Data from: Summary tests of introgression are highly sensitive to rate variation across lineages
Frankel, Lauren; Ané, Cécile (2023), Data from: Summary tests of introgression are highly sensitive to rate variation across lineages, Dryad, Dataset, https://doi.org/10.5061/dryad.qbzkh18nd
The evolutionary implications and frequency of hybridization and introgression are increasingly being recognized across the tree of life. To detect hybridization from multi-locus and genome-wide sequence data, a popular class of methods are based on summary statistics from subsets of 3 or 4 taxa. However, these methods often carry the assumption of a constant substitution rate across lineages and genes, which is commonly broken in many groups. In this work, we quantify the effects of rate variation on the D-statistic (also known as ABBA-BABA test), the D3 statistic, and HyDe. All three tests are used widely across a range of taxonomic groups, in part because they are very fast to compute. We consider rate variation across species lineages, across genes, their lineage-by-gene interaction, and residual variation across gene-tree edges. We do so by simulating gene trees within species networks according to a birth-death-hybridization process so as to capture a range of realistic species phylogenies. For all three methods tested, we found a marked increase in the false discovery of reticulation (type-1 error rate) when there is rate variation across species lineages. The D3 statistic was the most sensitive, with around 80% type-1 error, such that D3 appears to be more sensitive to a departure from the clock than to the presence of reticulation. For all three tests, the power to detect hybridization events decreased as the number of hybridization events increased, indicating that multiple hybridization events can "hide" one another if they occur within a small subset of taxa. Our study highlights the need to consider rate variation when using site-based summary statistics and points to the advantages of methods that do not require assumptions on evolutionary rates across lineages or across genes.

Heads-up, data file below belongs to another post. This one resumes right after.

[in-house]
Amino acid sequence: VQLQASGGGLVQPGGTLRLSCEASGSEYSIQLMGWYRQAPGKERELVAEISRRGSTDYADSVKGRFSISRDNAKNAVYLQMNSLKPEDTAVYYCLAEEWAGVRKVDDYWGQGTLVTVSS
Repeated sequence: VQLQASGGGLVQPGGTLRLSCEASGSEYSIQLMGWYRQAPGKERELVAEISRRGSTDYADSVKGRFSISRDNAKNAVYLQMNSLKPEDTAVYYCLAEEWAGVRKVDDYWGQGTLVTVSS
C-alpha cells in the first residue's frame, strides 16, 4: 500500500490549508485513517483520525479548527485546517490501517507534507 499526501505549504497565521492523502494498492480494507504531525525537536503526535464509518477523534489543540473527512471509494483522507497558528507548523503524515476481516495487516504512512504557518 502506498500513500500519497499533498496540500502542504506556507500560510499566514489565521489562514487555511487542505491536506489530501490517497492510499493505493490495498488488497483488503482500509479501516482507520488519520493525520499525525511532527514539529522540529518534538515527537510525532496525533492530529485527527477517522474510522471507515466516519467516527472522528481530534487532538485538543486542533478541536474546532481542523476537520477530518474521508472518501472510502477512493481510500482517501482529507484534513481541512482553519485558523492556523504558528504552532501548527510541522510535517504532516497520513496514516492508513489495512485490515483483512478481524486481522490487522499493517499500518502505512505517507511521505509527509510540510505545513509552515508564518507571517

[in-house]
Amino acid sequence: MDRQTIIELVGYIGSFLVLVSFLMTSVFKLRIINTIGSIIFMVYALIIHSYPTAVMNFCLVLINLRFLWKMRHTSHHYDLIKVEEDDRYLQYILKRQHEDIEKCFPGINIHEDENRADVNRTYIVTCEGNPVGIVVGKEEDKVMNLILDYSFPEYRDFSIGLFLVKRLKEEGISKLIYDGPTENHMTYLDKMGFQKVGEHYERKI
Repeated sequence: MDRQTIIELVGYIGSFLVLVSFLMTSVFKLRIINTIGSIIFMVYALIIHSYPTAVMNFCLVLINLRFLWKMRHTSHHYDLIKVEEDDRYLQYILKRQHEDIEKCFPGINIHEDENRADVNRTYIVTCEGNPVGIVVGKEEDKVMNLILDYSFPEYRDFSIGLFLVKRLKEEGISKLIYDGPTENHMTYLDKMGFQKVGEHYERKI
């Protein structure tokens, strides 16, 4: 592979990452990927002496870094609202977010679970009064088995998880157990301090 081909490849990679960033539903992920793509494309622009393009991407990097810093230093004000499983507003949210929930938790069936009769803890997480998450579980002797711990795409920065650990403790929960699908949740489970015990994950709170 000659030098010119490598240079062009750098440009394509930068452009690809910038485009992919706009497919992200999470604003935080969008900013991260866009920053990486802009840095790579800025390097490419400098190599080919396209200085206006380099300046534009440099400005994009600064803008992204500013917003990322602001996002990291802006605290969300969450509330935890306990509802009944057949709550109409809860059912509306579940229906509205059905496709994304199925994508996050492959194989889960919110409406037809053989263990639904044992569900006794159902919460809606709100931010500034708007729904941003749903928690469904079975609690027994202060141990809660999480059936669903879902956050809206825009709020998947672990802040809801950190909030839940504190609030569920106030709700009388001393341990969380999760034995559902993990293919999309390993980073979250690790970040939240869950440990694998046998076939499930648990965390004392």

National Science Foundation, Award: DGE-2137424
National Science Foundation, Award: DMS-1902892
National Science Foundation, Award: DMS-2023239